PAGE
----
Janette DeLoach’s heart broke as she learned about the extent of the homeless and feral cat population in her area of Central Florida. So, she combined her love of plants and cats to save lives, putting a quirky spin on the popular cat café business.
A blooming business
Janette, a former vet tech, bought a 23-foot camper and transformed it into a colorful mobile cat lounge that she brings to community events and other places. She named her camper, now a full-time business, Botany Cats. The plant theme is everywhere: An artist painted the trailer green and added images of Bear, one of Janette’s own cats, and plants she sells. While visitors cuddle with kitties, they can shop for plants like catnip, cat grass and silver vine (instead of coffee and muffins), and related products like catnip toys.
“I have a lot of people come in just to get their kitty fix because someone they live with is allergic or they are college students who can’t have cats on campus,” says Janette. “Sometimes people come in just wanting to play with the cats. They fall in love and end up adopting.”
Since opening in February of 2022, Janette gets a handful of calls a week — and several a day during kitten season
— from people seeking help with stray cats, many with litters of kittens. She takes them in, gets them spayed and neutered, and puts them up for adoption at Botany Cats. Foster homes house the kitties until there is space in the
camper, where up to 12 kittens at a time (and a few adults) live.
“I like to keep every cat we have as happy as possible until they have their forever home,” Janette says.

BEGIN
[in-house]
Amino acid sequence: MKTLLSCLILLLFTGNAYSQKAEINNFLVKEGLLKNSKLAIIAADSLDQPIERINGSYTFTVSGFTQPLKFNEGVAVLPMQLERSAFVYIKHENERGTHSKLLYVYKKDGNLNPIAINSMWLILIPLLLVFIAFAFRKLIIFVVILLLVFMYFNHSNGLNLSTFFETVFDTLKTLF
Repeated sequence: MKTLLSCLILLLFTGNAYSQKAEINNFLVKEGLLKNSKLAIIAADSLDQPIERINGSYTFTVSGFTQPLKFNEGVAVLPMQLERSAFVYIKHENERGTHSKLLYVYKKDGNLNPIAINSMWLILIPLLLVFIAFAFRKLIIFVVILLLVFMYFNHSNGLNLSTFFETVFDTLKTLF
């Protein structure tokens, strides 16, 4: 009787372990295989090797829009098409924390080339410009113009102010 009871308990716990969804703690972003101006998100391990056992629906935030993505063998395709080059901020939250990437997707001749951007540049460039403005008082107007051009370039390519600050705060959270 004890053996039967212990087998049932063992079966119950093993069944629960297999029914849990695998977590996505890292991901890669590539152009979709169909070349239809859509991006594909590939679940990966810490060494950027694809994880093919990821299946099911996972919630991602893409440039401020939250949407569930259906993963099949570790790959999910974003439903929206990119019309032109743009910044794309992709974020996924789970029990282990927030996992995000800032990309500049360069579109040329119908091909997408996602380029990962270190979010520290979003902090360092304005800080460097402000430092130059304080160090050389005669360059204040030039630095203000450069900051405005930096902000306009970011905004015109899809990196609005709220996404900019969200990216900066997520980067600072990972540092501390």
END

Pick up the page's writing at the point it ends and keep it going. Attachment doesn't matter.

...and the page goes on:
Knowing the possible fate that awaits cats in Polk County, where animal control reported euthanizing almost 150 cats a month in early 2022, Janette passionately works to rescue as many as possible and give people an alternative to a high-kill shelter. Botany Cats visitors adopt three to five cats a week, where they either pay $5 for a walk-in visit session or $7 for a half-hour reserved session.
A success story
Trinity Valeriano, a student at Florida Southern College in Lakeland, started visiting the Botany Cats van for a kitty fix. On her second visit, an 8-month-old kitten named Mocha caught her eye. Mocha was shy and usually hid under the couch. Trinity would stick her hand into Mocha’s hiding place to coax her out.
“She would look at me and purr so intensely,” Trinity says. “I fell in love.”
After seven visits over about two weeks (and approval to have an emotional support cat in her dorm), Trinity adopted the young cat, who is now named Mavis.
The environment at Botany Cats makes the place seem extra inviting, like magic. “It’s beautiful, and all the decorations are so colorful,” Trinity says. “As soon as I entered the trailer, I thought, ‘I could stay here the rest of my life.’”